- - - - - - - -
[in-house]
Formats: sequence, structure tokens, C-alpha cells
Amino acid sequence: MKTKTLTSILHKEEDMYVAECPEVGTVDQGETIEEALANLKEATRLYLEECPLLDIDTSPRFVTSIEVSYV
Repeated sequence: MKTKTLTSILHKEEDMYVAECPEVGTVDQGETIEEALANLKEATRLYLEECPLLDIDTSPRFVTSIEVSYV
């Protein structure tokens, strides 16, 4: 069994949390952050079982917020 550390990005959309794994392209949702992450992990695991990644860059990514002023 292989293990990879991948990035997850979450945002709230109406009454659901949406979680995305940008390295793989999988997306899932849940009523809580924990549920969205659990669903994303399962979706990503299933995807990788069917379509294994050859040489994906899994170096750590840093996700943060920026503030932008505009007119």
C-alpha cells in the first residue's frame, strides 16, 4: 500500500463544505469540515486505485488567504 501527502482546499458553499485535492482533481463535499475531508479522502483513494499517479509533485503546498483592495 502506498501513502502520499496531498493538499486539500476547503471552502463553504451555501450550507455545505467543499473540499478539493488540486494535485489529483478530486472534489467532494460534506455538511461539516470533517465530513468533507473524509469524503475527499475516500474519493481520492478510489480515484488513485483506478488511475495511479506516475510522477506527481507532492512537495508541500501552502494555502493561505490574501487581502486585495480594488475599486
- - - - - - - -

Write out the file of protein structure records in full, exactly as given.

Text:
[in-house]
Formats: sequence, structure tokens, C-alpha cells
Amino acid sequence: MKTKTLTSILHKEEDMYVAECPEVGTVDQGETIEEALANLKEATRLYLEECPLLDIDTSPRFVTSIEVSYV
Repeated sequence: MKTKTLTSILHKEEDMYVAECPEVGTVDQGETIEEALANLKEATRLYLEECPLLDIDTSPRFVTSIEVSYV
């Protein structure tokens, strides 16, 4: 069994949390952050079982917020 550390990005959309794994392209949702992450992990695991990644860059990514002023 292989293990990879991948990035997850979450945002709230109406009454659901949406979680995305940008390295793989999988997306899932849940009523809580924990549920969205659990669903994303399962979706990503299933995807990788069917379509294994050859040489994906899994170096750590840093996700943060920026503030932008505009007119």
C-alpha cells in the first residue's frame, strides 16, 4: 500500500463544505469540515486505485488567504 501527502482546499458553499485535492482533481463535499475531508479522502483513494499517479509533485503546498483592495 502506498501513502502520499496531498493538499486539500476547503471552502463553504451555501450550507455545505467543499473540499478539493488540486494535485489529483478530486472534489467532494460534506455538511461539516470533517465530513468533507473524509469524503475527499475516500474519493481520492478510489480515484488513485483506478488511475495511479506516475510522477506527481507532492512537495508541500501552502494555502493561505490574501487581502486585495480594488475599486